In New Zealand: Even More Faithful Latter-day Saints

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Review of Selwyn Kātene, ed., Let Their Light So Shine: Mormon Leaders in New Zealand (Wellington, NZ: Huia Publishers, 2021). “Foreword” by Charles A. Rudd (pp. vii–viii); “Preface” by Peter Lineham (p. ix–x); “Introduction” by Selwyn Kātene (pp. 1–3); “Contributors” (pp. 215–18); “Glossary” (and “Mormon Terms”) (pp. 219–21); “Index” (pp. 222–30). NZ $30.00 Hardbound.

Abstract: This is a review of the third in the series of books of essays on what Selwyn Kātene again calls “Mormon Leaders in New Zealand.” This volume as at least as excellent, if not even better, than the other two volumes, which received very favorable reviews. Every effort must be made to preserve and publish an accurate history of the Church of Jesus Christ of Latter-day Saints in New Zealand/Aotearoa. Such effort is to be praised, especially when it is set out in such a handsome and exceptionally well-edited and published version as one finds in this entire valuable series. Despite this and the two other previous volumes in this series, there are yet more Latter-day Saints whose stories of faith and dedicated service in building the Kingdom of God in this beautiful land must be told in future volumes of this truly remarkable series.

Let Their Light So Shine is the third in an excellent series of books edited by Selwyn Kātene, each of which has featured twelve faithful Latter-day Saints in New Zealand. The first volume in this series was entitled Turning the Hearts of the Children1 and the second was By Their [Page 270]Fruits You Will Know Them.2 Even though the first two volumes were published by Steele Roberts, and this most recent volume is published by Huia Publishers,3 all three volumes have exactly the same format and first-rate book binding.4 Interested individuals and also especially libraries in both New Zealand and the United States should be very pleased with the high quality of the volumes in this exceptional series.5

Selwyn Kātene draws the title for this volume from the true story of how Elder William Gardner, a Latter-day Saint missionary from Utah, was for two days alone and lost in thick brush in the Coromandel. On 13 July 1886, “he saw a light shining in the window of a Māori home. The people there fed him and dried him off and then listened to his gospel teachings” (p. 1). This was possible because Mita and Katariana Watene always had a light in their window for just such an occasion. And the previously wet, cold, tired, and hungry Elder Gardner would soon respond to the generosity of this wonderful couple with his own truly life-giving koha (gift) by bringing to them, and then their whanau (extended family), the restored gospel of Jesus Christ. This true story is typical of the twelve accounts found in this volume.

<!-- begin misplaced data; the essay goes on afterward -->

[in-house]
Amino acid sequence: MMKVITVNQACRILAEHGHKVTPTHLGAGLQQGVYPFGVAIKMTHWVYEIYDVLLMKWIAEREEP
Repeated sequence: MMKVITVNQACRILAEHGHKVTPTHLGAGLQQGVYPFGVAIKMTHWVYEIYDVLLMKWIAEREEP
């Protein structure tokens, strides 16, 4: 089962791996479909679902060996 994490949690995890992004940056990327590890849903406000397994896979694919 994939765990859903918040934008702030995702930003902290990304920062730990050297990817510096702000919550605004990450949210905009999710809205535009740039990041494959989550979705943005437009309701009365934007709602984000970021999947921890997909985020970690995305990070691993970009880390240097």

In his fine “Preface” to Let Their Light So Shine, Peter Lineham6 indicates that, among other things, this book contains “the authentic [Page 271]voice of the converts and the role of dreams and prayer.” The fact is that there are faithful Latter-day Saints everywhere who take prayer very seriously, since we are a community of faith that began with a prayer that soon led to the truly remarkable recovery of the Book of Mormon. Faithful Saints also believe there are priesthood keys, the proper use of which necessarily depends upon answers to genuine prayer, which is clearly not merely a kind of “religious” routine for genuine Latter-day Saints.

Lineham also calls attention to the “striking blend of Māori and Mormon respect for their forbears.” It is true that Māori Saints, who are not, as many Māori unfortunately now are, caught up in crime, are also often mindful of even their very ancient ancestors. However, this concern, which is often stressed by Māori Saints, is also found among Latter-day Saints everywhere, who are aware of and concerned about finding their own roots, since this is one of the crucial reasons for Latter-day Saint temples.

Lineham also indicates “that the outsider is bound to be impressed by the dynamics of the Mormon family, of the high level of interweaving of Maori and Pākehā [white people] within the Mormon community, of the ways in which sport played such a dominant role in the reshaped Maori community, and the ways in which hard work, especially manual labour, shaped people’s ethics and qualities” (p. ix). Selwyn Kātene has provided, in his “Introduction” (pp. 1–3), a chart indicating, among other things, the leadership roles held by the twelve Latter-day Saint leaders featured in this new volume (p. 2). I am also aware of Pākehā Latter-day Saints in New Zealand who were raised by faithful Latter-day Saint mothers, despite indifference of their fathers towards the Church of Jesus Christ — mothers who saw to it that their children became genuinely faithful Latter-day Saints. These stories should also be told.